In just a couple of weeks, technical writers and documentation strategists will gather in San Diego for MadWorld 2018, the premier technical communication and content strategy conference. They’ll be joined by our lineup of speakers, ready to deliver their deep knowledge on MadCap Flare, CSS, source control, and more to the iconic Hotel del Coronado.
Our speakers come from a wide range of backgrounds and diverse industries, but what they all share in common is the passion in sharing their experiences with the MadCap community. In our next speaker highlight post, we got the chance to speak to Kearsty Dunlap Schneider, a seasoned Flare user and MadWorld attendee, and why her sessions are valuable for any new user.
Meet Kearsty Dunlap Schneider, Policy and Procedure Analyst at Umpqua Bank
Kearsty Dunlap Schneider leads a team of technical writers, analyzing, translating and teaching mortgage regulations to employees who don’t speak legalese, and publishing that information to the employee intranet using MadCap Flare. She has been in the mortgage industry for too many years to admit, where she has held a multitude of roles, including training and continuous improvement/development. Kearsty is passionate about creating easy-to-understand tools and processes for people that help them leverage their current technology or skill level.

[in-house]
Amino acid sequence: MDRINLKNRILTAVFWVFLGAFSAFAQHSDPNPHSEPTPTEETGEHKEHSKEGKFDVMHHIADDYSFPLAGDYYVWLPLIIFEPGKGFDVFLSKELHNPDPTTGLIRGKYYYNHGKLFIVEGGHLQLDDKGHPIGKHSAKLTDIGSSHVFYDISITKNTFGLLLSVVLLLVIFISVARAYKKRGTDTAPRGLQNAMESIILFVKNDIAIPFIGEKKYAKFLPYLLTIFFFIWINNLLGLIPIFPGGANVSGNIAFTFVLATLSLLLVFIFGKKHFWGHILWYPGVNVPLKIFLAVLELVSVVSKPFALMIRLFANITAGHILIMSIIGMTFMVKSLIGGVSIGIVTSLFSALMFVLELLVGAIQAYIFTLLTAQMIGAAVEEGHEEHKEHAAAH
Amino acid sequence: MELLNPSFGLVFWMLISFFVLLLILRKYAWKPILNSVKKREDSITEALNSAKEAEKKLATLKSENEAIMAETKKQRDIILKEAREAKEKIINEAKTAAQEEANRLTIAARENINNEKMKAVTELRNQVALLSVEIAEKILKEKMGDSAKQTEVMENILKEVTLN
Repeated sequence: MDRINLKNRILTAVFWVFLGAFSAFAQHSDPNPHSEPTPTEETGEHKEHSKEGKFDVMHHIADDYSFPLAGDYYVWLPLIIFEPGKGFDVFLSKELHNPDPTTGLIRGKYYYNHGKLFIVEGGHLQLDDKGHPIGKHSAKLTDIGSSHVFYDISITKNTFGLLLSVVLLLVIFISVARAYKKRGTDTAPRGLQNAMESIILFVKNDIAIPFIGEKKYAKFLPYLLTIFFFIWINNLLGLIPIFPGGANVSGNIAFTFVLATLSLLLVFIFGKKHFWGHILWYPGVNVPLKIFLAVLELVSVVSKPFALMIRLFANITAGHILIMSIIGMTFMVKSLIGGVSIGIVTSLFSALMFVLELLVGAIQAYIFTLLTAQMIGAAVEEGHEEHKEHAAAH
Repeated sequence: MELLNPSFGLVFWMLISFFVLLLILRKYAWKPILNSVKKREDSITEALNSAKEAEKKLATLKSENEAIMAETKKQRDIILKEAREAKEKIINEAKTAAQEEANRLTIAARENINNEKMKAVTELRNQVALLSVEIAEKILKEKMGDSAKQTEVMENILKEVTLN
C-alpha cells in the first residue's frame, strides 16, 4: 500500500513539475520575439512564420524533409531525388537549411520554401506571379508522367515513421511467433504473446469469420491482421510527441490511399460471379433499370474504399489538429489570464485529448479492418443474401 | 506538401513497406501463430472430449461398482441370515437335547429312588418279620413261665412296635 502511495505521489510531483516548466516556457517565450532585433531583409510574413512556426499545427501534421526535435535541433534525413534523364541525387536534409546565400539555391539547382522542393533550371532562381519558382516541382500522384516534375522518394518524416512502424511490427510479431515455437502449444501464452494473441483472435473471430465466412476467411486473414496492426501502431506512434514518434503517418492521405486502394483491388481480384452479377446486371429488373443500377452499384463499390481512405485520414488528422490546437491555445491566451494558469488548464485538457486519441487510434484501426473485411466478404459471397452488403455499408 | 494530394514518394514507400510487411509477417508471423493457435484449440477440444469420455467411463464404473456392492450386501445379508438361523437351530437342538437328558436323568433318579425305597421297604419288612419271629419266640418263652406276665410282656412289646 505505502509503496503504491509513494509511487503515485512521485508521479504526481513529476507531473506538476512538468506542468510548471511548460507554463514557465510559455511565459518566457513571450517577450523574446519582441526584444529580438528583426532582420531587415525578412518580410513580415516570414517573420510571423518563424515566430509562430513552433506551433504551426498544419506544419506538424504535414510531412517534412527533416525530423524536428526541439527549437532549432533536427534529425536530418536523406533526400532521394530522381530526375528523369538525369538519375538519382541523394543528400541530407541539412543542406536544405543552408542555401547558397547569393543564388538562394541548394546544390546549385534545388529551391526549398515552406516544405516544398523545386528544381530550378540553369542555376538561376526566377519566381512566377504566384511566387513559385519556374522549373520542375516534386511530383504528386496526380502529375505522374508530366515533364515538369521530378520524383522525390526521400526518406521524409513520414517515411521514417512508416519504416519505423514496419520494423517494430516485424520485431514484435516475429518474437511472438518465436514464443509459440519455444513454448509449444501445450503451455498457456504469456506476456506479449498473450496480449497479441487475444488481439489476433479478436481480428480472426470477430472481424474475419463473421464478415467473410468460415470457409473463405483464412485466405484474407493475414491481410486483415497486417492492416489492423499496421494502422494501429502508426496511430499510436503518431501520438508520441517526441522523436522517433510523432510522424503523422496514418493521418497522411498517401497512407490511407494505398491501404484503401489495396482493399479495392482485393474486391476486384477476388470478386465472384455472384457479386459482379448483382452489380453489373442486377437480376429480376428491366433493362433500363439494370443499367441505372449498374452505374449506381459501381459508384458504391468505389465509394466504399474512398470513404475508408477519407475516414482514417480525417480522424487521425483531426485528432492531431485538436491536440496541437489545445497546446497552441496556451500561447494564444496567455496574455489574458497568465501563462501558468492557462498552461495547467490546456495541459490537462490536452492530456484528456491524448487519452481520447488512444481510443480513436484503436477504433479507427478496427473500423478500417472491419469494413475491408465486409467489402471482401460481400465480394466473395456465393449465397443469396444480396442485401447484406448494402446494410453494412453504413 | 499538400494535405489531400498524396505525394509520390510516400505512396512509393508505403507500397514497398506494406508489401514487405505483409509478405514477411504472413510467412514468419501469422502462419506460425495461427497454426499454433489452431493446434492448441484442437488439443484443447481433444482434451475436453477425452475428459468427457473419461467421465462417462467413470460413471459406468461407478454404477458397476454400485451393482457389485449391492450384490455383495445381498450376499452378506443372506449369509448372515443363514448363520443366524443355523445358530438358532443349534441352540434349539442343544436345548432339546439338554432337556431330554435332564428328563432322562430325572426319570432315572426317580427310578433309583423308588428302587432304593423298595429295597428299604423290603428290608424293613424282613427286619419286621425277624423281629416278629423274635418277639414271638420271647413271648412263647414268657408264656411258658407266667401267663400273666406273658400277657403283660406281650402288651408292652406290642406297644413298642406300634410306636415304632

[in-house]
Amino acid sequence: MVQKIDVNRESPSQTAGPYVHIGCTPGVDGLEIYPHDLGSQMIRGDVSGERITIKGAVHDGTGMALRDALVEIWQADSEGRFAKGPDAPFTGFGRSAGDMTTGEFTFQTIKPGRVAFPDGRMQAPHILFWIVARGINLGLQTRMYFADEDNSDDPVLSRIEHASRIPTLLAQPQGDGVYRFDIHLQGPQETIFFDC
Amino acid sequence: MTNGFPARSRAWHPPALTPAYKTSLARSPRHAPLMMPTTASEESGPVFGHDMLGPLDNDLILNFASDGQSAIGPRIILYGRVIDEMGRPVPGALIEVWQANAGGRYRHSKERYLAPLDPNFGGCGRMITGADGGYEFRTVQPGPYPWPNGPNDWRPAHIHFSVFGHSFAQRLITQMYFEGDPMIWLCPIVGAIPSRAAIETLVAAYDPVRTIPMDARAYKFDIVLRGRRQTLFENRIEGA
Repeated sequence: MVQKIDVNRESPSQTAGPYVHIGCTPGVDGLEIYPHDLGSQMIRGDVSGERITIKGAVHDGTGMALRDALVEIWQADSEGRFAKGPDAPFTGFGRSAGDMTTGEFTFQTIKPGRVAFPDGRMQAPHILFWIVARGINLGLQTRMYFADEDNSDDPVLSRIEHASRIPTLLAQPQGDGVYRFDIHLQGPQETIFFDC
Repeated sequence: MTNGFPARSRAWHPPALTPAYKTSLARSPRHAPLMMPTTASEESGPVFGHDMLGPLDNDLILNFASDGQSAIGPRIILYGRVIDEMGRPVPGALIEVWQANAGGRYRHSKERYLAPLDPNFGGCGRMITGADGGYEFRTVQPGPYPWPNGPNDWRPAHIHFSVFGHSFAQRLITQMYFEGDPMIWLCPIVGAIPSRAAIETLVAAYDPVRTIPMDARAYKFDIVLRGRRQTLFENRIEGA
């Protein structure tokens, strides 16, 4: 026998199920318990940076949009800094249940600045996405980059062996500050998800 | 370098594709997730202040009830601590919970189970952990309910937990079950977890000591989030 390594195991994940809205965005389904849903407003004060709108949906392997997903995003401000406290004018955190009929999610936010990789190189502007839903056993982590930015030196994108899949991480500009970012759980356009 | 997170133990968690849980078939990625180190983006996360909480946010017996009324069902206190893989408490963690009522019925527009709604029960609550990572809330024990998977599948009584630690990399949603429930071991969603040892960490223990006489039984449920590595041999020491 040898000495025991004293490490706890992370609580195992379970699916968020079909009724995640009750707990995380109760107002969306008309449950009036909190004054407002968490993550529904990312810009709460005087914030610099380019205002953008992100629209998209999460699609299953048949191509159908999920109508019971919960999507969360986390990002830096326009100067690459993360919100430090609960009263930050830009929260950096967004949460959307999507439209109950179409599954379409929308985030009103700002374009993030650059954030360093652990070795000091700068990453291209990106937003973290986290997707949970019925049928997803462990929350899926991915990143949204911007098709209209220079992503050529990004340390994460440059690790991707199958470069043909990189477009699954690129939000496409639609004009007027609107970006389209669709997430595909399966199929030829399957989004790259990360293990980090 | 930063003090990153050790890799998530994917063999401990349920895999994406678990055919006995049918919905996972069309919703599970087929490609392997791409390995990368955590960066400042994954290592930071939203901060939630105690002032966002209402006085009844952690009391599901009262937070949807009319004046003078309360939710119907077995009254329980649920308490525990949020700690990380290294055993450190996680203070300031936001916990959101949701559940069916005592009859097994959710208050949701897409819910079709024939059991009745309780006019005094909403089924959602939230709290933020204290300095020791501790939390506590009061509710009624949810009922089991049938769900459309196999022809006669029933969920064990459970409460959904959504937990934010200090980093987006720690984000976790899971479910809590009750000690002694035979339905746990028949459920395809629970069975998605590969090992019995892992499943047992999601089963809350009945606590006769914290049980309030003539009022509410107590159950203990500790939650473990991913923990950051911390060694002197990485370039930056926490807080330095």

Hi Kearsty! Looking forward to having you speak at MadWorld. Can you give us a short pitch of your upcoming sessions?
My sessions at MadWorld provide a basic “getting started guide” designed for users who may be new to MadCap Flare, on a small team, or were contributors in the past and now find themselves as Flare administrators.
The first session, Where Do I Start? Part 1: The KISS – Keep It Simple System for Creating New Projects, provides two things:
- A list of what to do, in what order to get a project off the ground.
- How to get a project off the ground in a short period of time (7 hours).
In my second session, I will refer back to the 7 hours from part one, while pointing out best practices, demonstrations and “what I wish I had known”.
If someone is new to Flare and wondering where to start, or is at the overwhelmed point and find themselves spending too much time on a particular part of their project, these sessions are designed to give them a map of how to get back on track.
What were some of the challenges that you faced when you were a new user of Flare, and how did you overcome them?
My biggest challenge was that shortly after starting to learn Flare on a large established project, my team became just me. At the same time, I was given a huge project that had little to do with Flare, so I never really had the time to dedicate to learning Flare properly. It was a lot of trial by fire.
I overcame those challenges when I broke Flare (as I like to call it). For example, I learned about source control and how it interacts with Flare the day that my Master TOC disappeared. When your project is not publishing and you have to re-build your Master TOC or a portion of your project, the lightbulb went off about how all the different parts of Flare interact. I learned so much from that experience (though I thought I was having a heart attack).